Women and children in focus

The vast majority of those who work in textile manufacturing around the world are women. At Kappahl we are working in various ways to strengthen women’s and children’s rights in the countries where we manufacture our clothes.

Training centre for women in Bangladesh

“It was tough going at the start. Free training for women with lunch included, plus a modest wage? It seemed too good to be true. There was skepticism from the local community”, says Shahanaz Begum, director of Kappahl’s training centre in Bangladesh. “But something happened. The first intake of women started working and earning a wage. They were a testament to the positive changes the centre could bring. Today, the number of applicants is higher than the number of traineeships available.”

Kappahl Garments Training Centre in Dhaka, Bangladesh, has trained more than 1,000 women since it opened in 2009. The women have acquired sewing skills, reading and writing literacy and are also instructed in their rights as workers. The women receive a wage during the months spent with us and on completing the training, all the women are offered employment. The centre is run by the TCM Foundation and is fully funded by Kappahl.   

Keen to know more about our efforts in Bangladesh? Watch the videos below.

Episode 1
Episode 2
Episode 3
Episode 4
Episode 5
Episode 6
Recycled patch work quilt
Stain hero 1
Stain hero 2
Wash right


Child labour is never acceptable

We do not accept child labour, and want children in our manufacturing countries to have the best possible start in life through education and other stimuli.

Our education centre for women in Bangladesh is one of our commitments in which we have seen that parental opportunities for education and employment have huge influence on their children. Another example is our commitment to Better Cotton Initiative where the rights of the child are focal in the education provided to cotton farmers. Through methods that result in more sustainable and profitable cotton farming, BCI is creating better conditions for children to receive an education rather than working on the family smallholding.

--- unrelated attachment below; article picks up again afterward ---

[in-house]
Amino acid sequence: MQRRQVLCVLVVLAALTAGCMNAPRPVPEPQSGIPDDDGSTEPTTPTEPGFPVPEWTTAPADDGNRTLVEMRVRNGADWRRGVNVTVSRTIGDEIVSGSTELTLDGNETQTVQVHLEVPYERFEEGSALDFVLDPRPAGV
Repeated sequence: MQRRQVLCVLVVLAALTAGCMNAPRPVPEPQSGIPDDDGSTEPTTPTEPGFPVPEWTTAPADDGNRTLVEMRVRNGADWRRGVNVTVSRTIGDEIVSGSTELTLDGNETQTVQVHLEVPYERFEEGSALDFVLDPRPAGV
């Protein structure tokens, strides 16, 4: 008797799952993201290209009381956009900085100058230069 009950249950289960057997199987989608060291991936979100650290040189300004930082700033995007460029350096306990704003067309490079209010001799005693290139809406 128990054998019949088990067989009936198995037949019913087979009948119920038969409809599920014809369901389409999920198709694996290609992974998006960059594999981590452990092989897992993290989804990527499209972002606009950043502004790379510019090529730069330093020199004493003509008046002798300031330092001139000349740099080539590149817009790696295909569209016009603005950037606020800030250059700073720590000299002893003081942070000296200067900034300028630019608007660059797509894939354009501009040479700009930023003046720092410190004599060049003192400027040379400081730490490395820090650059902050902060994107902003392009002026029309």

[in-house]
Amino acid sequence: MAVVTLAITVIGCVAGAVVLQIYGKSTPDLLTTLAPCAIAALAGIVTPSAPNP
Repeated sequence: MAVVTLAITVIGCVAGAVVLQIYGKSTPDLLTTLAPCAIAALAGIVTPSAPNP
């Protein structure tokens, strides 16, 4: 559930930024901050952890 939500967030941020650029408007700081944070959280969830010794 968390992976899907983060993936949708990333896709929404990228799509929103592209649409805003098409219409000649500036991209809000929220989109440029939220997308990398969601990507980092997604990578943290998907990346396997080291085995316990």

As in so many other industries, the risk of child labour increases the further down in the value chain you move. This makes it imperative to address child labour within cotton farming for example. Although the risk of child labour is now low among those we work with, our Sustainability Commitment (previously Code of Conduct) stresses that we do not accept child labour. Our suppliers must, in turn, make the same requirement of their sub-suppliers. We also have an explicit procedure for the actions we take if child labour is discovered at any of our supplier enterprises.

Want to find out more? Read our Sustainability Commitment (previously Code of Conduct) in which we define child labour in line with ILO Convention No. 138.

”One way out of poverty is education and employment. To that end, we established an education centre for women.”



Big changes for the female cotton growers we are training

How can we grow cotton in a more sustainable way? A way that uses less water, pesticides and fertilisers? And that is not only better for the environment and the cotton growers’ health, but also yields more, better quality cotton?

1,546 female cotton growers in India have learnt to do just that, through a two-year training project that we and four industry colleagues have implemented with the organisation Cotton Connect under the Better Cotton Initiative’s umbrella.

The women cotton growers have, among other things, learned about crop rotation, how to protect their crops and reduce water use, and about the benefits of organic fertilisers. But they have also learnt about managing personal finances and savings, equality, nutrition and health, family planning, water and sanitation, and social rights.

“This new knowledge empowers the women in their families and gives them a strong voice in their communities. This has positive effects for the whole family,” says Eva Kindgren de Boer, sustainability project manager at Kappahl.

“This has been a very successful project in every respect. For example, these new skills have seen the cotton growers’ profits rise by a full 87%,” says Eva Kindgren de Boer.

This particular project was limited in time to between 2017 and 2019, but the plan is to run similar projects on a regular basis, either independently or jointly with industry colleagues.